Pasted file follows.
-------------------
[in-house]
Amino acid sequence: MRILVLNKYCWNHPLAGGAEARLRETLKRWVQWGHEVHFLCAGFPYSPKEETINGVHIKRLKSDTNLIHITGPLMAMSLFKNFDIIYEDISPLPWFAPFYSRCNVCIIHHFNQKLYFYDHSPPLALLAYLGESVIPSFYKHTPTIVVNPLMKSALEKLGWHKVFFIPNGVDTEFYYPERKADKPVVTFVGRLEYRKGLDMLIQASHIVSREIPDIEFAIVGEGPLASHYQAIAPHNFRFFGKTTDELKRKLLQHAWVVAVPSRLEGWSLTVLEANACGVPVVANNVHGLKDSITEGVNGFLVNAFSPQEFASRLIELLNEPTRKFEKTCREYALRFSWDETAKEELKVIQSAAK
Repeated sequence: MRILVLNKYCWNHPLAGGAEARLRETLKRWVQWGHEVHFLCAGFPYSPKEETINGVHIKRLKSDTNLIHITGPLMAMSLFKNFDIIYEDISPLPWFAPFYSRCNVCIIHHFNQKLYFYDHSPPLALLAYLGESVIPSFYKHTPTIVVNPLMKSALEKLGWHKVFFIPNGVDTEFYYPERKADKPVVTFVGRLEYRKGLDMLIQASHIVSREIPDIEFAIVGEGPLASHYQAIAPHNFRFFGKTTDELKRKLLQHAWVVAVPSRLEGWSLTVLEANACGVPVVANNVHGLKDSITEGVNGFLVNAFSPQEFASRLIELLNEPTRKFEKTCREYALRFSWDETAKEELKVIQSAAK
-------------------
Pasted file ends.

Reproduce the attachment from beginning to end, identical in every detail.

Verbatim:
[in-house]
Amino acid sequence: MRILVLNKYCWNHPLAGGAEARLRETLKRWVQWGHEVHFLCAGFPYSPKEETINGVHIKRLKSDTNLIHITGPLMAMSLFKNFDIIYEDISPLPWFAPFYSRCNVCIIHHFNQKLYFYDHSPPLALLAYLGESVIPSFYKHTPTIVVNPLMKSALEKLGWHKVFFIPNGVDTEFYYPERKADKPVVTFVGRLEYRKGLDMLIQASHIVSREIPDIEFAIVGEGPLASHYQAIAPHNFRFFGKTTDELKRKLLQHAWVVAVPSRLEGWSLTVLEANACGVPVVANNVHGLKDSITEGVNGFLVNAFSPQEFASRLIELLNEPTRKFEKTCREYALRFSWDETAKEELKVIQSAAK
Repeated sequence: MRILVLNKYCWNHPLAGGAEARLRETLKRWVQWGHEVHFLCAGFPYSPKEETINGVHIKRLKSDTNLIHITGPLMAMSLFKNFDIIYEDISPLPWFAPFYSRCNVCIIHHFNQKLYFYDHSPPLALLAYLGESVIPSFYKHTPTIVVNPLMKSALEKLGWHKVFFIPNGVDTEFYYPERKADKPVVTFVGRLEYRKGLDMLIQASHIVSREIPDIEFAIVGEGPLASHYQAIAPHNFRFFGKTTDELKRKLLQHAWVVAVPSRLEGWSLTVLEANACGVPVVANNVHGLKDSITEGVNGFLVNAFSPQEFASRLIELLNEPTRKFEKTCREYALRFSWDETAKEELKVIQSAAK